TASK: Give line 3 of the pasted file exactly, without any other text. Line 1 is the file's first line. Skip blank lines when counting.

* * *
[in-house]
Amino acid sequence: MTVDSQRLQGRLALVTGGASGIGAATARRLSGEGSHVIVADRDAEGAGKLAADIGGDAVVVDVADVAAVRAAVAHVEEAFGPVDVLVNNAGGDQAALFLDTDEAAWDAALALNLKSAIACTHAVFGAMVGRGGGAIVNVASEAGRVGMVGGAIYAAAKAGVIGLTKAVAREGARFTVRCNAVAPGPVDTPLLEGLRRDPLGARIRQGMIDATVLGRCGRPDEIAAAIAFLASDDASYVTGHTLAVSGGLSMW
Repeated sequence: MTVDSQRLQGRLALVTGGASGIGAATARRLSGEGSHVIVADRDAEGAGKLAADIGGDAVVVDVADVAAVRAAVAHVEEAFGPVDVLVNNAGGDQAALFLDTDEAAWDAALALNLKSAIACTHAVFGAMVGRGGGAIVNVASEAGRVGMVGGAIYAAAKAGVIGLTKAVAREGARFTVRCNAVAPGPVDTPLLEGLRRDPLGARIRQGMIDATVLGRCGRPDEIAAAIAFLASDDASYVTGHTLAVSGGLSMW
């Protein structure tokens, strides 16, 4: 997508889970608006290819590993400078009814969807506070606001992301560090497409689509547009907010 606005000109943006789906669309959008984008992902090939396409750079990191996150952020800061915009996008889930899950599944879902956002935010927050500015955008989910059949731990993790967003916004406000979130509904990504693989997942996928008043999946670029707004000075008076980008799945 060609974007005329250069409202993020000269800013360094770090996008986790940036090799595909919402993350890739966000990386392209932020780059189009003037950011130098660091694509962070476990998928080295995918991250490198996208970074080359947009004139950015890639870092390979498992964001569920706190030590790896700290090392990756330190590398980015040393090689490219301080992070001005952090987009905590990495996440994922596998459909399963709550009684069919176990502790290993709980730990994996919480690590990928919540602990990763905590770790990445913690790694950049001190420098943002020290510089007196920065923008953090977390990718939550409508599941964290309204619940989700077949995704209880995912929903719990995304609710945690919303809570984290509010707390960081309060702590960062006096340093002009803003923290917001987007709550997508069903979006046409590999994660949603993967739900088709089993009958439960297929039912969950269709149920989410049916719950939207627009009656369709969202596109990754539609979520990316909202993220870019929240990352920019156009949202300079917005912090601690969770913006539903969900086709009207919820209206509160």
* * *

Repeated sequence: MTVDSQRLQGRLALVTGGASGIGAATARRLSGEGSHVIVADRDAEGAGKLAADIGGDAVVVDVADVAAVRAAVAHVEEAFGPVDVLVNNAGGDQAALFLDTDEAAWDAALALNLKSAIACTHAVFGAMVGRGGGAIVNVASEAGRVGMVGGAIYAAAKAGVIGLTKAVAREGARFTVRCNAVAPGPVDTPLLEGLRRDPLGARIRQGMIDATVLGRCGRPDEIAAAIAFLASDDASYVTGHTLAVSGGLSMW